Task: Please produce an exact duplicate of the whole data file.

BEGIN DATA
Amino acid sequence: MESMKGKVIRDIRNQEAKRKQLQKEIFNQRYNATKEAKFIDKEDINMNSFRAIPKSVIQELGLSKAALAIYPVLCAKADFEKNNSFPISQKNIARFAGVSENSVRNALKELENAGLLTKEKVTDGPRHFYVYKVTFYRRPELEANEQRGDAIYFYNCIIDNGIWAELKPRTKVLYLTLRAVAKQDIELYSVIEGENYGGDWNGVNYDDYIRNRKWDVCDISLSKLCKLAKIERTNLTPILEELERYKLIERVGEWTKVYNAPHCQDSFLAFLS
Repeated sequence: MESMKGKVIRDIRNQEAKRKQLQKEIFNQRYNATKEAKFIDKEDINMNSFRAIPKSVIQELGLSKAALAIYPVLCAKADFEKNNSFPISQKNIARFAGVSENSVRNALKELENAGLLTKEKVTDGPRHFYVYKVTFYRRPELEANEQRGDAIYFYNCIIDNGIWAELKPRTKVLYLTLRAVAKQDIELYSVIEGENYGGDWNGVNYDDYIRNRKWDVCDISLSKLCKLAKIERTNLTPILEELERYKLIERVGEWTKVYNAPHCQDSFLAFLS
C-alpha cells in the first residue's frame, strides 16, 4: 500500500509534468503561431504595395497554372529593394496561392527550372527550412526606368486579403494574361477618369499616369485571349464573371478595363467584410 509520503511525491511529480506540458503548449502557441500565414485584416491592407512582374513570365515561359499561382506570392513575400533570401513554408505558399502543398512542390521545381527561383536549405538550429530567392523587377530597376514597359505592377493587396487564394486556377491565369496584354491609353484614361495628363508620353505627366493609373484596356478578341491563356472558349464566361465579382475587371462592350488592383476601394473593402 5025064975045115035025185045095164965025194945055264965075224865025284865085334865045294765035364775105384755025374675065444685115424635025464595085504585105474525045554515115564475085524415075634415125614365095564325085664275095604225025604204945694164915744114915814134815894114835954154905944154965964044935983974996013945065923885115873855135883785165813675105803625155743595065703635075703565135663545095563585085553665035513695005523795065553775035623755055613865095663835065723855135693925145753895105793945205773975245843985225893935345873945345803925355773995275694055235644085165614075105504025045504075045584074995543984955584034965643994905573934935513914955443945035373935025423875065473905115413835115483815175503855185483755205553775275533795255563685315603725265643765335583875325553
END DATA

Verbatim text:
Amino acid sequence: MESMKGKVIRDIRNQEAKRKQLQKEIFNQRYNATKEAKFIDKEDINMNSFRAIPKSVIQELGLSKAALAIYPVLCAKADFEKNNSFPISQKNIARFAGVSENSVRNALKELENAGLLTKEKVTDGPRHFYVYKVTFYRRPELEANEQRGDAIYFYNCIIDNGIWAELKPRTKVLYLTLRAVAKQDIELYSVIEGENYGGDWNGVNYDDYIRNRKWDVCDISLSKLCKLAKIERTNLTPILEELERYKLIERVGEWTKVYNAPHCQDSFLAFLS
Repeated sequence: MESMKGKVIRDIRNQEAKRKQLQKEIFNQRYNATKEAKFIDKEDINMNSFRAIPKSVIQELGLSKAALAIYPVLCAKADFEKNNSFPISQKNIARFAGVSENSVRNALKELENAGLLTKEKVTDGPRHFYVYKVTFYRRPELEANEQRGDAIYFYNCIIDNGIWAELKPRTKVLYLTLRAVAKQDIELYSVIEGENYGGDWNGVNYDDYIRNRKWDVCDISLSKLCKLAKIERTNLTPILEELERYKLIERVGEWTKVYNAPHCQDSFLAFLS
C-alpha cells in the first residue's frame, strides 16, 4: 500500500509534468503561431504595395497554372529593394496561392527550372527550412526606368486579403494574361477618369499616369485571349464573371478595363467584410 509520503511525491511529480506540458503548449502557441500565414485584416491592407512582374513570365515561359499561382506570392513575400533570401513554408505558399502543398512542390521545381527561383536549405538550429530567392523587377530597376514597359505592377493587396487564394486556377491565369496584354491609353484614361495628363508620353505627366493609373484596356478578341491563356472558349464566361465579382475587371462592350488592383476601394473593402 5025064975045115035025185045095164965025194945055264965075224865025284865085334865045294765035364775105384755025374675065444685115424635025464595085504585105474525045554515115564475085524415075634415125614365095564325085664275095604225025604204945694164915744114915814134815894114835954154905944154965964044935983974996013945065923885115873855135883785165813675105803625155743595065703635075703565135663545095563585085553665035513695005523795065553775035623755055613865095663835065723855135693925145753895105793945205773975245843985225893935345873945345803925355773995275694055235644085165614075105504025045504075045584074995543984955584034965643994905573934935513914955443945035373935025423875065473905115413835115483815175503855185483755205553775275533795255563685315603725265643765335583875325553